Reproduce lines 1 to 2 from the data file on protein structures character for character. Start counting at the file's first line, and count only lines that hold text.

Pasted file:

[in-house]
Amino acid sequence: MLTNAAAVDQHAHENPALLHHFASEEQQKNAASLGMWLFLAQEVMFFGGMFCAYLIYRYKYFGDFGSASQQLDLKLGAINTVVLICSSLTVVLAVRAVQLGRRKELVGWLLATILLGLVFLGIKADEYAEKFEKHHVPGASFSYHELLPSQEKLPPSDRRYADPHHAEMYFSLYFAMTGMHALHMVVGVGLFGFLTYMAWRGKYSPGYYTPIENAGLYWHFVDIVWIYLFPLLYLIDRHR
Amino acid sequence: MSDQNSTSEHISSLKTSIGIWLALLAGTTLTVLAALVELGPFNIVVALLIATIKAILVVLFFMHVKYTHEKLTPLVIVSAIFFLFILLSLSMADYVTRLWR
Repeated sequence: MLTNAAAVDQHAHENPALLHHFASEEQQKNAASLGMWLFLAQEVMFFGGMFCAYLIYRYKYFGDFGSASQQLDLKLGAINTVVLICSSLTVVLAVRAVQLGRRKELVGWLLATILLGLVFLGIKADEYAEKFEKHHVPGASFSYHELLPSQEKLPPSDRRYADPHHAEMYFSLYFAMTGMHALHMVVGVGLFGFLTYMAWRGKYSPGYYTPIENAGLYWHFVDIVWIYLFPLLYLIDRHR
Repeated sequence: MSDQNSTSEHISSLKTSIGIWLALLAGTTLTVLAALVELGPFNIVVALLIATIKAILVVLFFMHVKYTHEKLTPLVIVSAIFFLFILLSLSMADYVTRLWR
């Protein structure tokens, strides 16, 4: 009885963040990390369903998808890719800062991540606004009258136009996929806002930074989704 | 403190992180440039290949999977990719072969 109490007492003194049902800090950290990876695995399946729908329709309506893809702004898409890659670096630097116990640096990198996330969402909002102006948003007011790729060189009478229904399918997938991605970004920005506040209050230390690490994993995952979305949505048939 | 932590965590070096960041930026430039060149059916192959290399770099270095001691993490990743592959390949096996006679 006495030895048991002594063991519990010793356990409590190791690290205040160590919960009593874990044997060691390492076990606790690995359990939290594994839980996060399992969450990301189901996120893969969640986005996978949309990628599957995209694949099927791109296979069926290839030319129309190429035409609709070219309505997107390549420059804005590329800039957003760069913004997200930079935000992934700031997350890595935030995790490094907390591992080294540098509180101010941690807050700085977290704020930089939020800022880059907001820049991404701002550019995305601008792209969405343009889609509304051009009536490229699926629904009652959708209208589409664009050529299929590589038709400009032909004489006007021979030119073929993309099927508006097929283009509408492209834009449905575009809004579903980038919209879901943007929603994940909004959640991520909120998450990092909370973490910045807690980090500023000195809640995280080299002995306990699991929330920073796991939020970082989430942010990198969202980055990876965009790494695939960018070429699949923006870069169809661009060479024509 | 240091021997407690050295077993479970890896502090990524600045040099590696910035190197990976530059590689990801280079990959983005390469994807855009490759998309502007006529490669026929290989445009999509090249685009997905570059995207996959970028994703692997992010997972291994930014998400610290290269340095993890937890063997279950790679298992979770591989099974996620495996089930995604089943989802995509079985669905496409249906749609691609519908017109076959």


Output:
[in-house]
Amino acid sequence: MLTNAAAVDQHAHENPALLHHFASEEQQKNAASLGMWLFLAQEVMFFGGMFCAYLIYRYKYFGDFGSASQQLDLKLGAINTVVLICSSLTVVLAVRAVQLGRRKELVGWLLATILLGLVFLGIKADEYAEKFEKHHVPGASFSYHELLPSQEKLPPSDRRYADPHHAEMYFSLYFAMTGMHALHMVVGVGLFGFLTYMAWRGKYSPGYYTPIENAGLYWHFVDIVWIYLFPLLYLIDRHR